Nash proved that every zero-sum game has a perfect strategy called a Nash equilibrium. This is a possibly randomized strategy for both players such that given that one player follows the strategy, it doesn't pay the other player to deviate from her strategy. As an example, consider the game rock, paper, scissors. One Nash equilibrium here has both players choosing their signal randomly. If one player does that, there is no point for the other player to follow any other strategy (though it doesn't hurt).
Since Poker is a symmetric zero-sum game (both players are treated the same by the game), the value of the game is zero, and any Nash equilibrium on average results in zero expected profit for both players. According to Wikipedia, Cepheus is an approximation to such a strategy. As such, Cepehus' strategy may be randomized.
What about bluffing? Let's consider a variant of rock, paper, scissors in which players can bluff. Say each player writes their choice on a piece of paper, and then there is some structured dialog in which players announce their choice and offer the other player to capitulate. The random strategy is still perfect, in that if one player follows it, it doesn't pay for the other player to deviate from it.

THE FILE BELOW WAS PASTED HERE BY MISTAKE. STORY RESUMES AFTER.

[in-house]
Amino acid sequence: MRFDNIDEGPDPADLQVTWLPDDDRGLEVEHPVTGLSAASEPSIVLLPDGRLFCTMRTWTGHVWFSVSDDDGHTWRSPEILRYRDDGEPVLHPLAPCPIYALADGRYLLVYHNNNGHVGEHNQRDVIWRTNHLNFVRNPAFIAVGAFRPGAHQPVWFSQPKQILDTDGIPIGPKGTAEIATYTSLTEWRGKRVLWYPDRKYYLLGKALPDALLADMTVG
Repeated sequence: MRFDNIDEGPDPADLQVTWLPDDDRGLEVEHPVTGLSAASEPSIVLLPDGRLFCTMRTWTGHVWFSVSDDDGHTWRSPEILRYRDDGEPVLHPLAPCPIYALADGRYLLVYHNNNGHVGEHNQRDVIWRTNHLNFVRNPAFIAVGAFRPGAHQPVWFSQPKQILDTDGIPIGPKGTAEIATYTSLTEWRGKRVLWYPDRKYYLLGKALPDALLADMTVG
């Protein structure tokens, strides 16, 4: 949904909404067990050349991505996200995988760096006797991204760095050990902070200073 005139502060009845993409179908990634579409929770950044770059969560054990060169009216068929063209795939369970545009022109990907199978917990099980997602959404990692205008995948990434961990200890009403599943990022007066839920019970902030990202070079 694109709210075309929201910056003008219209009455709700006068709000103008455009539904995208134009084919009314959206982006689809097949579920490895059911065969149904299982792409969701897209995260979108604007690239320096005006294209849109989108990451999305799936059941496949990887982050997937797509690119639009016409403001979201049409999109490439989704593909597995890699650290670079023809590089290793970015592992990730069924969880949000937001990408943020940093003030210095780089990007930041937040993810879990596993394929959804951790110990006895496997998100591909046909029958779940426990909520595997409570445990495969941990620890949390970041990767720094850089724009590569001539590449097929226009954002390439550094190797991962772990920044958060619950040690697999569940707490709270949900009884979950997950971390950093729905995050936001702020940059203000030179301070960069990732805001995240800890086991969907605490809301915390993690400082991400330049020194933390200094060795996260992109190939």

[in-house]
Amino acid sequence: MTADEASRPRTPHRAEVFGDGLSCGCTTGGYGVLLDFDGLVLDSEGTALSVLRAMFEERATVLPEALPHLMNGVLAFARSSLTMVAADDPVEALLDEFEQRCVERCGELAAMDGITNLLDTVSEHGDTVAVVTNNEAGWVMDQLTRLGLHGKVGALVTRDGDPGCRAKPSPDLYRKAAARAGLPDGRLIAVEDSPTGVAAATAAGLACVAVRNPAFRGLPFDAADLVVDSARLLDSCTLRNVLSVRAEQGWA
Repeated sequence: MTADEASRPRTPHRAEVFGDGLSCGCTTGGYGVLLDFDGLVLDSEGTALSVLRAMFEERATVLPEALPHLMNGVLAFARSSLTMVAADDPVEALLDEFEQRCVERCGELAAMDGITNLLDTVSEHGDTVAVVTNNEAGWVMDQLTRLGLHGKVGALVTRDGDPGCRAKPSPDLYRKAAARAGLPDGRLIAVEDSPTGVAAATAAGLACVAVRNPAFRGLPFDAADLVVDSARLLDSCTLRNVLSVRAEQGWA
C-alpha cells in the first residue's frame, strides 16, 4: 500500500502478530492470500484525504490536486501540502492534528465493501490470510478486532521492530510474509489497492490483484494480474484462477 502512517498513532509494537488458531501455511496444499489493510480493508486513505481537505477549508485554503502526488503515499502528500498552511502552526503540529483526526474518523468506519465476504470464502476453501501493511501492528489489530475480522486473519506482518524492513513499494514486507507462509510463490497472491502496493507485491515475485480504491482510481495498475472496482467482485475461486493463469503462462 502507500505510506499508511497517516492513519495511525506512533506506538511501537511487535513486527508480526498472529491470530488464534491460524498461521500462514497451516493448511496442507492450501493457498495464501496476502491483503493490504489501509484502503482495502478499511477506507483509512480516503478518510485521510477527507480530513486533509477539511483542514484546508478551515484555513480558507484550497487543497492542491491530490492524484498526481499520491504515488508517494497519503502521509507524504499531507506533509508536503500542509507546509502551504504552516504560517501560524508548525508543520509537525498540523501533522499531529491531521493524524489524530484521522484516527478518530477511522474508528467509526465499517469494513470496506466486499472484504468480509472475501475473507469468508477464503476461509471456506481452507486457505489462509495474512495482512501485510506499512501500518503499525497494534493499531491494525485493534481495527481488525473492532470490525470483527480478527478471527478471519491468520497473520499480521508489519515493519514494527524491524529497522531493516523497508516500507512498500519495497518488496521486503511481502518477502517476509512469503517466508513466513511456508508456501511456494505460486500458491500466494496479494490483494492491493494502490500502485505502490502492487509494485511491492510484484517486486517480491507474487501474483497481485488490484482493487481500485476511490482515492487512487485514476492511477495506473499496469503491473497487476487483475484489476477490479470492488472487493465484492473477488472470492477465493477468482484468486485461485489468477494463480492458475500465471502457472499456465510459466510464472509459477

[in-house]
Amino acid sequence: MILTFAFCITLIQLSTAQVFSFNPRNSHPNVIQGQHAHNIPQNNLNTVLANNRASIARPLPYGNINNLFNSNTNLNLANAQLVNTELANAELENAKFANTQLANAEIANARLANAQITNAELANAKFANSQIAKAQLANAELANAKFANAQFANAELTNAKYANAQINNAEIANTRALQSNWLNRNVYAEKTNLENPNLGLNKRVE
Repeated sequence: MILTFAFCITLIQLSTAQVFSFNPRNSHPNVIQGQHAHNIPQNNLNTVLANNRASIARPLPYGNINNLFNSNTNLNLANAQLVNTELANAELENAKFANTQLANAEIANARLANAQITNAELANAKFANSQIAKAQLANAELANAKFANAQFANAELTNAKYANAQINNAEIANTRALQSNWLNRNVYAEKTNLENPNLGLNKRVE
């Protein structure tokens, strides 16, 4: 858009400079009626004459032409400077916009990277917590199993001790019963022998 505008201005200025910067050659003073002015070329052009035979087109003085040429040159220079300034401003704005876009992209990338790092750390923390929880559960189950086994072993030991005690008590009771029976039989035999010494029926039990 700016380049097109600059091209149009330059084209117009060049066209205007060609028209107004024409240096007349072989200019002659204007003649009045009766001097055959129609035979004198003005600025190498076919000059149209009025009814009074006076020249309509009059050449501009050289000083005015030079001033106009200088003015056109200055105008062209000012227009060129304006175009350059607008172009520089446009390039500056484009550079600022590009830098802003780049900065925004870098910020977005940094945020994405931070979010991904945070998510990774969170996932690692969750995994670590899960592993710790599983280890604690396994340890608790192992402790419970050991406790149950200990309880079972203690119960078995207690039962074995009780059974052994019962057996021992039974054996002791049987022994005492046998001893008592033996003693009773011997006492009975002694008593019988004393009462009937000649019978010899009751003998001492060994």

While Cepehus (if it were perfect) shouldn't lose on the long run, it is not guaranteed to be a good strategy in practice, since it only promises you a small negative expected profit. Perhaps when playing against good human players it will just break even on average. That doesn't mean that humans are any better than it, just that they're not any worse. Another possibility is that while in theory the only guarantee is that it breaks even, in practice it wins against sub-optimal humans. This is an empirical question that the developers are testing right now through their website.